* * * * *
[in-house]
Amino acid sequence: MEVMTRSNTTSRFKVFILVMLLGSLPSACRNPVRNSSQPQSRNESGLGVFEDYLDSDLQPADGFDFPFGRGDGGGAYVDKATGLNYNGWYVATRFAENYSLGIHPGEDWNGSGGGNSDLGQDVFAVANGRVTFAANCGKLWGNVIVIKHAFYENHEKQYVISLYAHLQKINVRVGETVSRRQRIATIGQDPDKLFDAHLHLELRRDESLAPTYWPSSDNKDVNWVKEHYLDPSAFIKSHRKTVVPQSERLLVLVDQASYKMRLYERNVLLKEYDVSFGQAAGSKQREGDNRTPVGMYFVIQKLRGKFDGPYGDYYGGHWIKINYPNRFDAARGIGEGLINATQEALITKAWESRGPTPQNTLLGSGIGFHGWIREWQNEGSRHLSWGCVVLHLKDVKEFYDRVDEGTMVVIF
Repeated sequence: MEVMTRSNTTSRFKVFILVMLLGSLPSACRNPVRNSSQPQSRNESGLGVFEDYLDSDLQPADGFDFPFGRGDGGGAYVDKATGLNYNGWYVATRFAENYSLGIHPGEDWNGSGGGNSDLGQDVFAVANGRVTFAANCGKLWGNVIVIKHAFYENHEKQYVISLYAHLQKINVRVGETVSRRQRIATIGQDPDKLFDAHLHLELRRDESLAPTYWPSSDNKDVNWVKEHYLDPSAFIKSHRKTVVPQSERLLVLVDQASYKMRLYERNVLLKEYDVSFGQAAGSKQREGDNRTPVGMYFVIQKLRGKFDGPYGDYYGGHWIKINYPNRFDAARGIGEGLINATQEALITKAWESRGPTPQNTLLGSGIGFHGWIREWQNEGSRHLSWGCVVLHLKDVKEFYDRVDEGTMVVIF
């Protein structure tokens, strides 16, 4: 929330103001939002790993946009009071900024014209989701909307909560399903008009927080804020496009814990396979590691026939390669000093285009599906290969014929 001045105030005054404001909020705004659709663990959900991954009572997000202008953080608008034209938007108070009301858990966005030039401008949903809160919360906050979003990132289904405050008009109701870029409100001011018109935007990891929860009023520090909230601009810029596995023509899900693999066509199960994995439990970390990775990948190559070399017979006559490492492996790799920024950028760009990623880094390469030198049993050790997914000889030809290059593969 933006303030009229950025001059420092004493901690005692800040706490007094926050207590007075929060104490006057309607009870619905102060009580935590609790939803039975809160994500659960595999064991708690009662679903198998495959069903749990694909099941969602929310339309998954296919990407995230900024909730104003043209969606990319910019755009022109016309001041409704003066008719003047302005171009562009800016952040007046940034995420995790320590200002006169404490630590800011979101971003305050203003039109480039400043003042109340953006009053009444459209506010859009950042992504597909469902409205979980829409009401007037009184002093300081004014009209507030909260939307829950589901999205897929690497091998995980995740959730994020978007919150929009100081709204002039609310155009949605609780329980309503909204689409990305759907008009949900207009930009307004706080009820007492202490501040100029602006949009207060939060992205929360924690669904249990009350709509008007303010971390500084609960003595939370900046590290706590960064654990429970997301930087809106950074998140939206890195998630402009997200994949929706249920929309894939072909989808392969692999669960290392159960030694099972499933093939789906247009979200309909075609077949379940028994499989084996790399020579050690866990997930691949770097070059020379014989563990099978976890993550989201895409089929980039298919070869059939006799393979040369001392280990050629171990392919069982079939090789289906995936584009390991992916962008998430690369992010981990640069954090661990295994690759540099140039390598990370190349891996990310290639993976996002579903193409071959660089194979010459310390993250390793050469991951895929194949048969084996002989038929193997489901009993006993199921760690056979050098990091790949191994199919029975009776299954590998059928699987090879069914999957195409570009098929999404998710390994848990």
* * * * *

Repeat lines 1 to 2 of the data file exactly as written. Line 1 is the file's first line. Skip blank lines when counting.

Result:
[in-house]
Amino acid sequence: MEVMTRSNTTSRFKVFILVMLLGSLPSACRNPVRNSSQPQSRNESGLGVFEDYLDSDLQPADGFDFPFGRGDGGGAYVDKATGLNYNGWYVATRFAENYSLGIHPGEDWNGSGGGNSDLGQDVFAVANGRVTFAANCGKLWGNVIVIKHAFYENHEKQYVISLYAHLQKINVRVGETVSRRQRIATIGQDPDKLFDAHLHLELRRDESLAPTYWPSSDNKDVNWVKEHYLDPSAFIKSHRKTVVPQSERLLVLVDQASYKMRLYERNVLLKEYDVSFGQAAGSKQREGDNRTPVGMYFVIQKLRGKFDGPYGDYYGGHWIKINYPNRFDAARGIGEGLINATQEALITKAWESRGPTPQNTLLGSGIGFHGWIREWQNEGSRHLSWGCVVLHLKDVKEFYDRVDEGTMVVIF